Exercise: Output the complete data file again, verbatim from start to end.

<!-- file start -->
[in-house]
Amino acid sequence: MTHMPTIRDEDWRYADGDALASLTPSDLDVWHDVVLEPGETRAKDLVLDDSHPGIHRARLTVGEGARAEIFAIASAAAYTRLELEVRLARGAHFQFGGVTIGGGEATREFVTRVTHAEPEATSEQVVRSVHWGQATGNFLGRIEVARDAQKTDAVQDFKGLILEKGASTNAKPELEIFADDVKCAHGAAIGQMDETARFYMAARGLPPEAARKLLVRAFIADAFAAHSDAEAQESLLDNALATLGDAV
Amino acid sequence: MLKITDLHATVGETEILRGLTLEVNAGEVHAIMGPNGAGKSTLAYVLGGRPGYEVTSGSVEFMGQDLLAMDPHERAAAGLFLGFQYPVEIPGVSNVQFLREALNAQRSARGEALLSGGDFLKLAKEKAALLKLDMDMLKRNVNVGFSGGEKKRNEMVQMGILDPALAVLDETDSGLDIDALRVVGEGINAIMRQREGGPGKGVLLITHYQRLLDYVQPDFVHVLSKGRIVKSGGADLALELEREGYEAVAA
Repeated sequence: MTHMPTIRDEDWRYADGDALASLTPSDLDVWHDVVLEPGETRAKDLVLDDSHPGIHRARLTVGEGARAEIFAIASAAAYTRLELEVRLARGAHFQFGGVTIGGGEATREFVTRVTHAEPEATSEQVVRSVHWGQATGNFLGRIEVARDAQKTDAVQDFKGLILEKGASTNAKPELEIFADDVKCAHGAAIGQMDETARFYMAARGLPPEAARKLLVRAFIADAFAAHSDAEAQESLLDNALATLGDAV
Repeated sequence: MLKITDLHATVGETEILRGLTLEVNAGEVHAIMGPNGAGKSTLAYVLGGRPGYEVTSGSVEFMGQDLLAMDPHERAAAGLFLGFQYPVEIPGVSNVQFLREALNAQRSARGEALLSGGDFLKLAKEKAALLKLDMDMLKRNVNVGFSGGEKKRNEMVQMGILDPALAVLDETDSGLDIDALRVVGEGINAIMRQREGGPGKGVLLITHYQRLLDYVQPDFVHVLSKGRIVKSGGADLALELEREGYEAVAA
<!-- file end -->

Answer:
[in-house]
Amino acid sequence: MTHMPTIRDEDWRYADGDALASLTPSDLDVWHDVVLEPGETRAKDLVLDDSHPGIHRARLTVGEGARAEIFAIASAAAYTRLELEVRLARGAHFQFGGVTIGGGEATREFVTRVTHAEPEATSEQVVRSVHWGQATGNFLGRIEVARDAQKTDAVQDFKGLILEKGASTNAKPELEIFADDVKCAHGAAIGQMDETARFYMAARGLPPEAARKLLVRAFIADAFAAHSDAEAQESLLDNALATLGDAV
Amino acid sequence: MLKITDLHATVGETEILRGLTLEVNAGEVHAIMGPNGAGKSTLAYVLGGRPGYEVTSGSVEFMGQDLLAMDPHERAAAGLFLGFQYPVEIPGVSNVQFLREALNAQRSARGEALLSGGDFLKLAKEKAALLKLDMDMLKRNVNVGFSGGEKKRNEMVQMGILDPALAVLDETDSGLDIDALRVVGEGINAIMRQREGGPGKGVLLITHYQRLLDYVQPDFVHVLSKGRIVKSGGADLALELEREGYEAVAA
Repeated sequence: MTHMPTIRDEDWRYADGDALASLTPSDLDVWHDVVLEPGETRAKDLVLDDSHPGIHRARLTVGEGARAEIFAIASAAAYTRLELEVRLARGAHFQFGGVTIGGGEATREFVTRVTHAEPEATSEQVVRSVHWGQATGNFLGRIEVARDAQKTDAVQDFKGLILEKGASTNAKPELEIFADDVKCAHGAAIGQMDETARFYMAARGLPPEAARKLLVRAFIADAFAAHSDAEAQESLLDNALATLGDAV
Repeated sequence: MLKITDLHATVGETEILRGLTLEVNAGEVHAIMGPNGAGKSTLAYVLGGRPGYEVTSGSVEFMGQDLLAMDPHERAAAGLFLGFQYPVEIPGVSNVQFLREALNAQRSARGEALLSGGDFLKLAKEKAALLKLDMDMLKRNVNVGFSGGEKKRNEMVQMGILDPALAVLDETDSGLDIDALRVVGEGINAIMRQREGGPGKGVLLITHYQRLLDYVQPDFVHVLSKGRIVKSGGADLALELEREGYEAVAA